Forum for Science, Industry and Business

Sponsored by:     3M 
Search our Site:

 

New finding in studying dopamine transporter

08.06.2005


Confirming findings in a previous study, Yale researchers observed an altered availability of the dopamine transporter in healthy persons with a genetic variation linked to substance abuse and attention deficit hyperactivity disorder (ADHD).


"Healthy people who carry a particular variant of the dopamine transporter gene, the nine repeat allele, have significantly higher levels of dopamine transporter in the brain," said the lead author, Christopher van Dyck, M.D., associate professor of psychiatry and neurobiology and director of the Alzheimer’s Disease Research Unit and the Cognitive Disorders Clinic in the Department of Psychiatry.

The new study included 96 healthy European Americans--54 men and 42 women--who underwent a clinical examination to exclude any neurological or psychiatric disease, alcohol abuse or substance abuse. The levels of dopamine transporter availability were measured using SPECT imaging, and the dopamine transporter genotypes were determined by co-author Joel Gelernter, M.D.

"We are not yet sure if the effects of the variant on transporter levels in our healthy subjects can be generalized to neuropsychiatric disorders," van Dyck said. "If they can be, our results may be relevant for substance abuse, tobacco smoking, and ADHD. "The results suggest that the mechanism of association of this gene with several disorders could be altered levels of central dopamine transporter protein, influencing concentrations of extracellular dopamine."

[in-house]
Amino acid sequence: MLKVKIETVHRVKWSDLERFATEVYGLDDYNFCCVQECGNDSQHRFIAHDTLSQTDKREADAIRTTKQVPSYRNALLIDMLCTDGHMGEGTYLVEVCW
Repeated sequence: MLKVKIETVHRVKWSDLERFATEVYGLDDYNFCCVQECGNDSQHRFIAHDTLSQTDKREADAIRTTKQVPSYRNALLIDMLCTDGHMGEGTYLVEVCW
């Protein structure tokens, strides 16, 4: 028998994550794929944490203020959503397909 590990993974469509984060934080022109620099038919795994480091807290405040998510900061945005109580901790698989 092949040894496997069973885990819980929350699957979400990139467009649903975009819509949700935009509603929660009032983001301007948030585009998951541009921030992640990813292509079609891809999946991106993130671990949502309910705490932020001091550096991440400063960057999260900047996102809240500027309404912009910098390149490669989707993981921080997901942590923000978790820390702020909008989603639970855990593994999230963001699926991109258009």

This study replicated and expanded on a preliminary report by Leslie Jacobsen, M.D., and colleagues at Yale, although other studies of the effects of this variation on the availability of the dopamine transporter have yielded contradictory results.

In addition to Jacobsen and Gelernter, co-authors included Robert Malison, M.D., John Seibyl, M.D., Julie Staley, Marc Laruelle, M.D., Ronald Baldwin, and Robert Innis, M.D. The study was supported by grants and funds from the American Federation for Aging Research; Rose and Philip Hoffer; the Department of Veterans Affairs; the National Institute of Mental Health, and the National Institute on Drug Abuse.

Jacqueline Weaver | EurekAlert!
Further information:
http://www.yale.edu

More articles from Life Sciences:

nachricht A novel socio-ecological approach helps identifying suitable wolf habitats
17.02.2017 | Universität Zürich

nachricht New, ultra-flexible probes form reliable, scar-free integration with the brain
16.02.2017 | University of Texas at Austin

All articles from Life Sciences >>>

The most recent press releases about innovation >>>

Die letzten 5 Focus-News des innovations-reports im Überblick:

Im Focus: Breakthrough with a chain of gold atoms

In the field of nanoscience, an international team of physicists with participants from Konstanz has achieved a breakthrough in understanding heat transport